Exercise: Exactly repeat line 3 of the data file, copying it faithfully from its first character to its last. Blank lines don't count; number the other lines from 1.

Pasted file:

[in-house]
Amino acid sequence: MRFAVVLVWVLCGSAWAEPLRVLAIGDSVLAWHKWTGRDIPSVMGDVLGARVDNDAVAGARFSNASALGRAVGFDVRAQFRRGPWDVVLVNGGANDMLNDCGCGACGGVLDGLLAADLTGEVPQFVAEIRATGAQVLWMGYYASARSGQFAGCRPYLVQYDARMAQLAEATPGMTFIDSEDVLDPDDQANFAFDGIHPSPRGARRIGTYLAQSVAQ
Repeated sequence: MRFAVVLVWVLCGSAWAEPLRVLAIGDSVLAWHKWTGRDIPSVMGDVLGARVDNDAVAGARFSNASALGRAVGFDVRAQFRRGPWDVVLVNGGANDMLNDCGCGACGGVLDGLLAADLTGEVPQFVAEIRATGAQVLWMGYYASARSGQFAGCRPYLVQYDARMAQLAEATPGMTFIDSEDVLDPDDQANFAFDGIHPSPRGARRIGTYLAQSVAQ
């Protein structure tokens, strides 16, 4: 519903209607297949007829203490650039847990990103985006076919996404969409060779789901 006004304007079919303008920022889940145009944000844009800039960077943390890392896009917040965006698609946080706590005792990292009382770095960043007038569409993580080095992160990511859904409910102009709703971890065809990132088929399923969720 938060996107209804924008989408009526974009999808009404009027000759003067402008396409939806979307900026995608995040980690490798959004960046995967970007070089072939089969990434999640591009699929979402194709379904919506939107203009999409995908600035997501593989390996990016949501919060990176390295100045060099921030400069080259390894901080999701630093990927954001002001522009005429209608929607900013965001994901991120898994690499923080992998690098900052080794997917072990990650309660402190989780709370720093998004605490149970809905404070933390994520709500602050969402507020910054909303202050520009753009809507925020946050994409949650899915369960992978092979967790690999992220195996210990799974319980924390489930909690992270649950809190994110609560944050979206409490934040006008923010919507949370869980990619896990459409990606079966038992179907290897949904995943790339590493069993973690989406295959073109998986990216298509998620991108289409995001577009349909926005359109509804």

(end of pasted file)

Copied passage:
Repeated sequence: MRFAVVLVWVLCGSAWAEPLRVLAIGDSVLAWHKWTGRDIPSVMGDVLGARVDNDAVAGARFSNASALGRAVGFDVRAQFRRGPWDVVLVNGGANDMLNDCGCGACGGVLDGLLAADLTGEVPQFVAEIRATGAQVLWMGYYASARSGQFAGCRPYLVQYDARMAQLAEATPGMTFIDSEDVLDPDDQANFAFDGIHPSPRGARRIGTYLAQSVAQ